ICBA News Release
FOR IMMEDIATE RELEASE
ICBA Concerned with SBA’s Disaster Efforts
Recommends Greater Support for Critical SBA Loan Programs
Washington, D.C. (October 6, 2005) - The Independent Community Bankers of America (ICBA) urges Congress to ensure the Small Business Administration (SBA) is providing needed disaster loan assistance to Gulf Coast small businesses.
"The SBA is charged with the serious responsibility of quickly getting disaster loan funding to small business and homeowners impacted by Hurricanes Katrina and Rita," said Camden R. Fine, ICBA president and CEO. "There is a genuine and growing concern that few if any small businesses have received SBA disaster loan approvals or a single check."
"All SBA loan programs will be essential to the recovery and rebuilding in the Gulf Coast disaster zones and Congress should do everything in its power to ensure the SBA and its lender partners have the resources needed to deliver," added Fine.
ICBA's comments come as the House Small Business Committee begins hearings on the Small Business Administration's efforts in the Gulf Coast. ICBA has 120 community bank members impacted by the Gulf Coast hurricanes. These banks helped build many of these communities and are committed to carry out the rebuilding of homes, small businesses, and people's lives. While SBA programs will be needed more than ever, ICBA is increasingly concerned SBA loan programs have been seriously jeopardized in recent years.
SBA's budget has been cut nearly in half in just the past five years - more than any other federal agency. For instance, the popular "LowDoc" loan program was terminated on October 1, and any appropriation for the flagship 7(a) loan program was completely eliminated. The result is that loan fees on borrowers and lenders more than doubled in one year. Without Congressional action, higher 7(a) loan defaults caused by the Gulf Coast disasters will likely cause the SBA 7(a) fees to double again, making the 7(a) loan program prohibitively expensive for both lenders and small business borrowers.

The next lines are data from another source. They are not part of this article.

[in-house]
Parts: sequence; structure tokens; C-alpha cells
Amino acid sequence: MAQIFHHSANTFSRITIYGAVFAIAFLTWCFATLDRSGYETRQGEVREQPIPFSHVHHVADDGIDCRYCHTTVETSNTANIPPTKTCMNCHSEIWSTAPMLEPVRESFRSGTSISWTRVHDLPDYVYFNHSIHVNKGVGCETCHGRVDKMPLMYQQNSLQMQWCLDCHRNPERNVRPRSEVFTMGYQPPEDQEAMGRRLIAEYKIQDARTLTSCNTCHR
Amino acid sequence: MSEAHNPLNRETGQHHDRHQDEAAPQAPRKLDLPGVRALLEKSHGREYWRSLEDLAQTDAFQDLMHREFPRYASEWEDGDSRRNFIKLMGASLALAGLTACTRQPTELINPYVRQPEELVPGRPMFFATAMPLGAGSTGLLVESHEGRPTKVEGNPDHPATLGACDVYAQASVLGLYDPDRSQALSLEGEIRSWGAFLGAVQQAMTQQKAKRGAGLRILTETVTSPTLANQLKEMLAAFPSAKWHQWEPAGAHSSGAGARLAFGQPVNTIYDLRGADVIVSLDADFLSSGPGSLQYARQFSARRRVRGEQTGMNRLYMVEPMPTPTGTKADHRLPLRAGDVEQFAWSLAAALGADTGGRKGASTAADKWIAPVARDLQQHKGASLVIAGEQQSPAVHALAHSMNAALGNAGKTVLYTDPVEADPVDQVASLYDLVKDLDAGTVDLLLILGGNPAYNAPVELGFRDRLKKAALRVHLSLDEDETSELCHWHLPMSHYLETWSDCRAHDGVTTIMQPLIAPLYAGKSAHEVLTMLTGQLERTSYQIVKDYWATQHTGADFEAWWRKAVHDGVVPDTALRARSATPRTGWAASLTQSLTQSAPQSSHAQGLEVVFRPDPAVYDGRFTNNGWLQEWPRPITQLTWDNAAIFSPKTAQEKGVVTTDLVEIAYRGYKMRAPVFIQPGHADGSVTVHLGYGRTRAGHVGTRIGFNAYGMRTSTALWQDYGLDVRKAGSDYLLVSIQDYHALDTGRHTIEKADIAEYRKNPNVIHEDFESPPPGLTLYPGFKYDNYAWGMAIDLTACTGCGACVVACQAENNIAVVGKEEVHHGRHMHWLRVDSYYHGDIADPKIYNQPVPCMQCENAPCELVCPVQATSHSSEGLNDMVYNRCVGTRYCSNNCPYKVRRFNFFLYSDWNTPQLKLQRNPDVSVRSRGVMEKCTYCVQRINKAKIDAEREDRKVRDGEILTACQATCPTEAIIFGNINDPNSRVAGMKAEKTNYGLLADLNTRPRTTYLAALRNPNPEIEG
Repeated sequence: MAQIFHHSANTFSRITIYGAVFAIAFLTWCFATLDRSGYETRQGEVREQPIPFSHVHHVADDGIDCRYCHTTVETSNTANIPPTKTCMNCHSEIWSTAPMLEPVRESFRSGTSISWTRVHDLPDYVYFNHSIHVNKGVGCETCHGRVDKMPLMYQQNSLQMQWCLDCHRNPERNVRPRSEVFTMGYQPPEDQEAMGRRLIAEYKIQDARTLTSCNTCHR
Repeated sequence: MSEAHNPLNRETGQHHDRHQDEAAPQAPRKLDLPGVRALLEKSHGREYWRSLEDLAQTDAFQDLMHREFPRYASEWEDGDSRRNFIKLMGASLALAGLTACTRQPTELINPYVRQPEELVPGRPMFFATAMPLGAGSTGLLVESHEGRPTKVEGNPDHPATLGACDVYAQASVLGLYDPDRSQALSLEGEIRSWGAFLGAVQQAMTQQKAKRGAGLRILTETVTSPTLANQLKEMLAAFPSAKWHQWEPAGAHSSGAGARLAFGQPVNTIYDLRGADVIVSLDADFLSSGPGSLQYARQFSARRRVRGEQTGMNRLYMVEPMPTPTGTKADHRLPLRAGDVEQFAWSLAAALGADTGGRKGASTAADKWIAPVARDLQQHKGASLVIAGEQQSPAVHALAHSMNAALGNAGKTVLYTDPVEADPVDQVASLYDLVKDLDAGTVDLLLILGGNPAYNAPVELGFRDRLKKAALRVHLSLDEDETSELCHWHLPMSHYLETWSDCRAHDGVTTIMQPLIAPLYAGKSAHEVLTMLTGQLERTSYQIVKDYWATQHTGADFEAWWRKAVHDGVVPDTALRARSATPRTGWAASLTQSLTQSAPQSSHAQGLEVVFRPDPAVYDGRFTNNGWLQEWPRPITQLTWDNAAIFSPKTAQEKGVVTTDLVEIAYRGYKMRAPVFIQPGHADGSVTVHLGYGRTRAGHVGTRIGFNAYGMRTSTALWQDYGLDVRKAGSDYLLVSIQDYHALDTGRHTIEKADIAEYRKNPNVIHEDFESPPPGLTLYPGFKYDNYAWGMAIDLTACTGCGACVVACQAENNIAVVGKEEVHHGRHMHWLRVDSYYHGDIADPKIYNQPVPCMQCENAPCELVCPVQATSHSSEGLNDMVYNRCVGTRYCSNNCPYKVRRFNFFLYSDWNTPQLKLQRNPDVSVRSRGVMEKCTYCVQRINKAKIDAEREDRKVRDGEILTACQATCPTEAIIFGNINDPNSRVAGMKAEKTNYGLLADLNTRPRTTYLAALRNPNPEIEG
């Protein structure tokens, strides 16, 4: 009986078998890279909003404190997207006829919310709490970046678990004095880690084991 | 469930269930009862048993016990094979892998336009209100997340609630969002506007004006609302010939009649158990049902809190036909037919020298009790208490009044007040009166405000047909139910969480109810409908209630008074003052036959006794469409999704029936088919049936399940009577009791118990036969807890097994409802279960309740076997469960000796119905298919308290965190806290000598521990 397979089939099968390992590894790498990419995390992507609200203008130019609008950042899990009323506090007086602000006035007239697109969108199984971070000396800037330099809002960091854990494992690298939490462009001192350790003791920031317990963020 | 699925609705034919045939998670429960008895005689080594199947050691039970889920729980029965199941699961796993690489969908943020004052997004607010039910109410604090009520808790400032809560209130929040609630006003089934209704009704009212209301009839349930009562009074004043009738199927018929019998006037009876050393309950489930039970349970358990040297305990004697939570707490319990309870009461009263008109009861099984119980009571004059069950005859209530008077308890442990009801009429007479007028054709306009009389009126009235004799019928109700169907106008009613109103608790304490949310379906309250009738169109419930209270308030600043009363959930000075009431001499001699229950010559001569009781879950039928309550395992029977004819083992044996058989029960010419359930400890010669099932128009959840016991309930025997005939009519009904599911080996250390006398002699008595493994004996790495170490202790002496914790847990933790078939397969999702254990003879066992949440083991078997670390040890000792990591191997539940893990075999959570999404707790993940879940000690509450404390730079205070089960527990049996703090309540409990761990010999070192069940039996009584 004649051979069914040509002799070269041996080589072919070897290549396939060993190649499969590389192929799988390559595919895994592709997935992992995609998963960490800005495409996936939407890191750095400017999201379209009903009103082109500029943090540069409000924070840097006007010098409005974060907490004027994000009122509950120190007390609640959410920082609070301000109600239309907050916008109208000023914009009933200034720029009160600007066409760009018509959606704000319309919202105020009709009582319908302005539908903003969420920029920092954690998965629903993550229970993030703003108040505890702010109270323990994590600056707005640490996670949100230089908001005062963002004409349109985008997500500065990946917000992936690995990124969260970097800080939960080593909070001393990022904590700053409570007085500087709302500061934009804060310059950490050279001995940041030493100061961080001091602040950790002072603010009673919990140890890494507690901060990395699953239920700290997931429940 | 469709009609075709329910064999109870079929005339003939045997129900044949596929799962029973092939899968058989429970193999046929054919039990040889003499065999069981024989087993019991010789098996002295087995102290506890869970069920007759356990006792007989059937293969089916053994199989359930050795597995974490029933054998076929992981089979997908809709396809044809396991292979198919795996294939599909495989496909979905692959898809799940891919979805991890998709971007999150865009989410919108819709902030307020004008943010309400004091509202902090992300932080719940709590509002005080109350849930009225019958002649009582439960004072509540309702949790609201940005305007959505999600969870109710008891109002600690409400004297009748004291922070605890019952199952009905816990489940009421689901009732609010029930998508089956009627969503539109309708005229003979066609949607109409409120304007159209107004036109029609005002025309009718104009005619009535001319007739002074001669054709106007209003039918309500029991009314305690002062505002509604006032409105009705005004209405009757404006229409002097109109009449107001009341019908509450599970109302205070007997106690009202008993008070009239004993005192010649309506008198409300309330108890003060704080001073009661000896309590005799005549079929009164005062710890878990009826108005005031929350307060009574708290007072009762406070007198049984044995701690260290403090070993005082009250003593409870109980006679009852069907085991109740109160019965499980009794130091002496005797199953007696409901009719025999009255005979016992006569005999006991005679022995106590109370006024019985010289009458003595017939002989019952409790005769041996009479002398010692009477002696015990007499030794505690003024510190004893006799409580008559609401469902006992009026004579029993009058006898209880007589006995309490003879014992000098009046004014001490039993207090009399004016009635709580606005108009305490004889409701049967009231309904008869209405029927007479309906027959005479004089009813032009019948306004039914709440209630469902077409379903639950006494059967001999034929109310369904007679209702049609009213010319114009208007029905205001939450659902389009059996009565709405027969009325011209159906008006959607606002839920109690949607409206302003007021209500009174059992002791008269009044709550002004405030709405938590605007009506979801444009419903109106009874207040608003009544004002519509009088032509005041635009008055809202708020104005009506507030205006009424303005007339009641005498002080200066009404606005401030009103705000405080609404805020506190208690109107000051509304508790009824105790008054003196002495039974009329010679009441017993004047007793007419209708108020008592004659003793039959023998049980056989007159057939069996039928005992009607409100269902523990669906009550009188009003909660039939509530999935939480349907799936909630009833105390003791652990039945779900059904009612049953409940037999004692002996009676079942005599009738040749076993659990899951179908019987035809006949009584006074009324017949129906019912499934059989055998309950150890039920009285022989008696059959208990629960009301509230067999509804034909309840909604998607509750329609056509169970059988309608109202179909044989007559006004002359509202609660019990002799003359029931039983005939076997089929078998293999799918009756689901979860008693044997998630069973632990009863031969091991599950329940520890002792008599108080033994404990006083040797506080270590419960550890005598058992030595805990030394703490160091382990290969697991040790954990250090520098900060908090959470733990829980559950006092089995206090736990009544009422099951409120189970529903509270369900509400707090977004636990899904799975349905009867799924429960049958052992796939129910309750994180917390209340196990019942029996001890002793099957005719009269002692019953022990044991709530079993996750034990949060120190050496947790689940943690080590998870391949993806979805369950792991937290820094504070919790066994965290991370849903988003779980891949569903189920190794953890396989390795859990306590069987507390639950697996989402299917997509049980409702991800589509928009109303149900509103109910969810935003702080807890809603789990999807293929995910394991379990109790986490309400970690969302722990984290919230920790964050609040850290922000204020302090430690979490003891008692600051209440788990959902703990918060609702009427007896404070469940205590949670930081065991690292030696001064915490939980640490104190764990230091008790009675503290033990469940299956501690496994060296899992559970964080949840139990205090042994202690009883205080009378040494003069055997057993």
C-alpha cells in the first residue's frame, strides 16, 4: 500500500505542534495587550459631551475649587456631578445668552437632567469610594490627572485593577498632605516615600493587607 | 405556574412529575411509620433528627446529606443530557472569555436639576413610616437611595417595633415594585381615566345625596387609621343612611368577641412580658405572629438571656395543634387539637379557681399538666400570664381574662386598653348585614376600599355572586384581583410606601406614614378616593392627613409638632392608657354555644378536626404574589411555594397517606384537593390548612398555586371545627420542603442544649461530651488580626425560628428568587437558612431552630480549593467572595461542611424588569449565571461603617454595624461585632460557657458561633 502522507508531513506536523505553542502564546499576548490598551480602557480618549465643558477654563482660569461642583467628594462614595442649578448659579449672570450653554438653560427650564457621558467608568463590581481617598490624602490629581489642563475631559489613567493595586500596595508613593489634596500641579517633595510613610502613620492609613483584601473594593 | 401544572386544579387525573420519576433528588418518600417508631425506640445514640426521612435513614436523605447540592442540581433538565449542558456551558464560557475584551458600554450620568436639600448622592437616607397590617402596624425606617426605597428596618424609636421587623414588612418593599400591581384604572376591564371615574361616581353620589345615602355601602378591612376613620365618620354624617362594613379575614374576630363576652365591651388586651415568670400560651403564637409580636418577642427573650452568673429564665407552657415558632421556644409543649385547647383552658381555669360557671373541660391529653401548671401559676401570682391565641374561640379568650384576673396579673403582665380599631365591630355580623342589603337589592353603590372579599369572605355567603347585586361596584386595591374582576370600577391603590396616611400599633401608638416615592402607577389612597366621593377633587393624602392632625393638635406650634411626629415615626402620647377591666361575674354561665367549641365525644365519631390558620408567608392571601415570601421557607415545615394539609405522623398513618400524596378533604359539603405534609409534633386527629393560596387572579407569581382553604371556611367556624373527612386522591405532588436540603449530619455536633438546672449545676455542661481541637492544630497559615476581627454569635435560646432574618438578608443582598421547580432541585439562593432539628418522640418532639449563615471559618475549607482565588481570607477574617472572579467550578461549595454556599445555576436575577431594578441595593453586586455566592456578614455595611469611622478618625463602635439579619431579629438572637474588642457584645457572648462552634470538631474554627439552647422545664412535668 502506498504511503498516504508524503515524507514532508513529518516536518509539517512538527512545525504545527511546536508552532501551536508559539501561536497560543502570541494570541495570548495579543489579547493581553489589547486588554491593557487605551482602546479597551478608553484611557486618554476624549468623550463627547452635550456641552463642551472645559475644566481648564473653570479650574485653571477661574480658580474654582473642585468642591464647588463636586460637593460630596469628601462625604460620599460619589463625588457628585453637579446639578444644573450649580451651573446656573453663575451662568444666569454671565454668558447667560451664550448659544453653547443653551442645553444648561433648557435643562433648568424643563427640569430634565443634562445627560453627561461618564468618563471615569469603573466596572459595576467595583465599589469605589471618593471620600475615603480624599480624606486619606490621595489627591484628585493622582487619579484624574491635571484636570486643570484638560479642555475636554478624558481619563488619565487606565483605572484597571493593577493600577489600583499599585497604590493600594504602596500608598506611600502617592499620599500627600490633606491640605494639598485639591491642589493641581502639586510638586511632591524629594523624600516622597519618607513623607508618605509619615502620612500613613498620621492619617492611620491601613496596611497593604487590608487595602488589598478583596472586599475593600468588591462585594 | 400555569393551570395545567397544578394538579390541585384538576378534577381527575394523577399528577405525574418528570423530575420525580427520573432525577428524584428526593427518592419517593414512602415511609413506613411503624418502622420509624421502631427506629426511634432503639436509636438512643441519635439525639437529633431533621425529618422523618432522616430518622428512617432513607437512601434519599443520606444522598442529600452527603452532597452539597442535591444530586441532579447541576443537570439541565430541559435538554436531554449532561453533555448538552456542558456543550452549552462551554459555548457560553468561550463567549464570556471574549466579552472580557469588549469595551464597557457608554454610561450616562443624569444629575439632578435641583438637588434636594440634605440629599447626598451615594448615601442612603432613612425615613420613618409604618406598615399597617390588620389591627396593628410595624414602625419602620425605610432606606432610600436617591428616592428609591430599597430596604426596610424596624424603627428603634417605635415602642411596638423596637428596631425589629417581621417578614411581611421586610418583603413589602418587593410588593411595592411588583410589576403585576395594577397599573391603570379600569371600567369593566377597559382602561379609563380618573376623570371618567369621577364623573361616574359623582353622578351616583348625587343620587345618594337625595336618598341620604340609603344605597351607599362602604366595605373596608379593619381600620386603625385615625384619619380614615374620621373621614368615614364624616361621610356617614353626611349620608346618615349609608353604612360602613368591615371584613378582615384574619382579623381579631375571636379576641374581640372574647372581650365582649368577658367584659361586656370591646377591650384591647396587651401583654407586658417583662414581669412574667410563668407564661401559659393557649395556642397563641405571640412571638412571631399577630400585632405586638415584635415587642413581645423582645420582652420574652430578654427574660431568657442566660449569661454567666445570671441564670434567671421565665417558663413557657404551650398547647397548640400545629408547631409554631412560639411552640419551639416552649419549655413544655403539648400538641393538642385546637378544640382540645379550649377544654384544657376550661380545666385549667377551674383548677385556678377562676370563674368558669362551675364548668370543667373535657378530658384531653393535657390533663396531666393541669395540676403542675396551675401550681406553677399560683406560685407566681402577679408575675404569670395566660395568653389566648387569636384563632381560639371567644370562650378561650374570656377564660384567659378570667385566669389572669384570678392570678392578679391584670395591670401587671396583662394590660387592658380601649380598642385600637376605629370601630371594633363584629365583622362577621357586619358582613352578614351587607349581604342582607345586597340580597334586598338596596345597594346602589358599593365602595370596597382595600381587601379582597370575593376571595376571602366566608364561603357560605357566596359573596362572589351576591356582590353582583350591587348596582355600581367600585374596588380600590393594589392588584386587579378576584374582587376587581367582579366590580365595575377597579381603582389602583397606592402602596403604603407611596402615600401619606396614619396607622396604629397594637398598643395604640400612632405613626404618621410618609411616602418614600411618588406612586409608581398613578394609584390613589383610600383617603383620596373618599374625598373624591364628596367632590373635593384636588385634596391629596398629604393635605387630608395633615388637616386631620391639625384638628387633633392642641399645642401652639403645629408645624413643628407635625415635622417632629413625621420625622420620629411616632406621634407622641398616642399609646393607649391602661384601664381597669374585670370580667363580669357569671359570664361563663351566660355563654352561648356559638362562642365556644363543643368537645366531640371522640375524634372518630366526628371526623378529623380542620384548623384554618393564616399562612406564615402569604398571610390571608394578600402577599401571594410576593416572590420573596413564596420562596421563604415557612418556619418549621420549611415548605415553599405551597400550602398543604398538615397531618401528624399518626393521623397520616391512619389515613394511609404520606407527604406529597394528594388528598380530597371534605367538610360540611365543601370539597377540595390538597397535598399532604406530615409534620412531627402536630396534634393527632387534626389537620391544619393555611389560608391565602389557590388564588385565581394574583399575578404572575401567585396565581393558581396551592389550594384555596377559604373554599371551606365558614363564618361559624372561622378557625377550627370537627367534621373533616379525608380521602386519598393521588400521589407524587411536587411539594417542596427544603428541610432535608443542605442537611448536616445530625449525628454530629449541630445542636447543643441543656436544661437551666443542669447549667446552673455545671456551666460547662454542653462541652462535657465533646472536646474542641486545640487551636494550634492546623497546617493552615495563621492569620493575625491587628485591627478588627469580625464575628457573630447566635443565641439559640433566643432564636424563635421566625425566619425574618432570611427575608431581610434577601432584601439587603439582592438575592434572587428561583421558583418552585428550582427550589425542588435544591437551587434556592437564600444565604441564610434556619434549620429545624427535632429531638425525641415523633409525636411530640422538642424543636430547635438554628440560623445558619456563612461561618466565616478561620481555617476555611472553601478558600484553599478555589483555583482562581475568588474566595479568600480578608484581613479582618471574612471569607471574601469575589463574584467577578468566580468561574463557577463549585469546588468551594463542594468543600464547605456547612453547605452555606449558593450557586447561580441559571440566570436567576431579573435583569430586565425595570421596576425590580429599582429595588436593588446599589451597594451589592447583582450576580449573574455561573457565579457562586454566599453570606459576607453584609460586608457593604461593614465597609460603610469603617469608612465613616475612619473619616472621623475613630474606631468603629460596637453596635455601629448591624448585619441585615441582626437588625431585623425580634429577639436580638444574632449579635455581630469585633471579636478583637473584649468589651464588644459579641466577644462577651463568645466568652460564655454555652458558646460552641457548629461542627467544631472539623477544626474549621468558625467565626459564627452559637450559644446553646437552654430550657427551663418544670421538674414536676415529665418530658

Based on the input from ICBA's community bankers in the gulf disaster zones, ICBA urged Congress to adopt several SBA and small business measures including:
- Authorize an additional $10 billion in SBA special disaster loan authority to be implemented by financial institutions in disaster areas (loan limits up to $250,000 for an individual and $2 million for a business; up to 30-year term; with 85% SBA guaranty).
- Appropriate $150 million to SBA 7(a) loan program to help lower fees on lenders and borrowers. (Especially needed since higher hurricane-related defaults will be counterproductive by automatically increasing fees.)
- Increase the flagship SBA 7(a) loan program authority level by $5 billion to $22 billion.
- Raise the current bank-qualified municipal bond issuance limit to $30 million (and index for inflation).
- Support a special bond issuance -- similar to New York City Liberty Bonds - with $20 billion in tax-free "Disaster Zone Redevelopment Bonds," allowing all financial institutions to invest in these bonds as triple tax exempt/bank-qualified bonds.
The full list of ICBA Gulf Coast disaster policy recommendations is available at www.icba.org.